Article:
Sugarcane, a water-intensive crop

India is one of the largest producers of sugarcane in the world, with Maharashtra, Uttar Pradesh and Karnataka being the major sugar-producing states. There are over 700 sugar mills in the country, with a capacity to crush 340 lakh metric tonnes of sugar and an annual turnover of Rs80,000 crores. The sugar industry provides livelihoods for nearly five crore (50 million) people.

This year, Maharashtra, which has over 200 sugar mills, lent 14.87 lakh hectares of its land to sugarcane farming, Shekar Gaikwad, the state’s sugar commissioner, told Mongabay-India, adding that Maharashtra, by itself is the third largest producer of sugarcane in the world, after India and Brazil. “As a stand-alone state, it is way ahead of Thailand, Australia, and all the countries of the European Union.” Gaikwad also said that last year, India exported 110 lakh metric tonnes of sugar, of which, 70 lakh metric tonnes came from Maharashtra. This year, Maharashtra is slated to produce 138 lakh tonnes of sugar, of which 12 lakh tonnes will be diverted towards ethanol production, he said.

Sugarcane is also a water guzzler. According to a March 2020 report by Niti Aayog, one kilogram of sugar needs 1,500-2,000 litres of water. A large part of Maharashtra, however, falls under a drought-prone, rain shadow area.

The cash crop’s growth cycle lasts for 12-15 months, from the time the saplings are sown till the time the crop is harvested. Farmers in Maharashtra told Mongabay-India that, on average, one acre of land produces 60-80 tonnes of sugarcane and needs nine lakh litres of water twice a month. This monthly irrigation cycle depends on the region, the topography, the soil, and the availability of water and electricity. So, if the entire growth cycle of sugarcane is 12-15 months, then one acre of land would need nearly 216 lakh litres of water per annual growth cycle. In effect, a tonne of sugarcane could soak up 3 lakh litres of water in a growth cycle.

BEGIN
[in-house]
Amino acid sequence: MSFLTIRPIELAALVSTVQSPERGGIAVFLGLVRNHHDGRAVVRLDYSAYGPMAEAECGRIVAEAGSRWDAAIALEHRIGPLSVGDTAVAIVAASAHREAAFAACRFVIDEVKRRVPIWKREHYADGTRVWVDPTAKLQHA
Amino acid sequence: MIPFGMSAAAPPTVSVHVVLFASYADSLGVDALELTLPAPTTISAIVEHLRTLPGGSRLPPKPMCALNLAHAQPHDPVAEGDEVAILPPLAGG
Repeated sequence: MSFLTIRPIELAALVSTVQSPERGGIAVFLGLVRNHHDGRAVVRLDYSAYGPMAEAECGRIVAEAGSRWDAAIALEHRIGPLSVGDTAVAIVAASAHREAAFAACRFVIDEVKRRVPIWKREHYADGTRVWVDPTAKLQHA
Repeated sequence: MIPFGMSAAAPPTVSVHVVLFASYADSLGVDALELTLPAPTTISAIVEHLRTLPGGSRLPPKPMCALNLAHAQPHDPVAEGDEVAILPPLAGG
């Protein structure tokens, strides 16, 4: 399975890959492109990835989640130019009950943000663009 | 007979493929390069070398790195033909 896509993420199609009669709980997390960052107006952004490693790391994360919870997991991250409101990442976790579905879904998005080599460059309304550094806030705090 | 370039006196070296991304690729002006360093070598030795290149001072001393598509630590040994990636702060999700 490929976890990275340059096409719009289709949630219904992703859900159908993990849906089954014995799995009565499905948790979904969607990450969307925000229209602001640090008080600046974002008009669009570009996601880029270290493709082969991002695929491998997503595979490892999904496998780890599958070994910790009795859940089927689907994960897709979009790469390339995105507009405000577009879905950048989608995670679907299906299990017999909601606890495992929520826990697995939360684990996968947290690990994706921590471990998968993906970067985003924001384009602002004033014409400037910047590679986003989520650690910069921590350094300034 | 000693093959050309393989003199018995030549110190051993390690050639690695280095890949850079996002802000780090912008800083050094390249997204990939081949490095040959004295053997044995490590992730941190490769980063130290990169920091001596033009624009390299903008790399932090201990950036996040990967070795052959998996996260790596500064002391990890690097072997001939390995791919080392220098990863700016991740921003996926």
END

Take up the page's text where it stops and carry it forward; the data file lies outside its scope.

The harvested cane is taken to the factory, where it is crushed and separated into sugarcane juice, molasses, filter cake, and bagasse. Sugarcane juice is used to make sugar, bagasse is used in electricity generation and filter cake is used as a fertilizer. Molasses, a by-product of sugarcane, is usually used in ethanol production. Two types of molasses are used for ethanol production: molasses-C and molasses-B. Molasses-C is a final by-product from sugar processing with no economically extractable sugar remaining, and molasses-B is an intermediate by-product with some extractable sugar remaining.

Niti Aayog’s report (pdf) explains that a litre of ethanol produced from sugarcane consumes at least 2,860 litres of water in the process. A July 2020 research paper titled Water-food-energy challenges in India: political economy of the sugar industry published in Environmental Research Letters, states that India’s aspiration of 20% ethanol blending by 2025, if dependent on molasses, will require 1320 million tons of sugarcane, 19 million hectares of additional land and 348 billion cubic metres of additional water. With the increased production of sugarcane, there would be 161 million tonnes of extra sugar production. The paper, by researchers at Stanford University in the United States, recommends using only sugarcane juice for ethanol production (versus directly from molasses), which would not require additional water and land resources.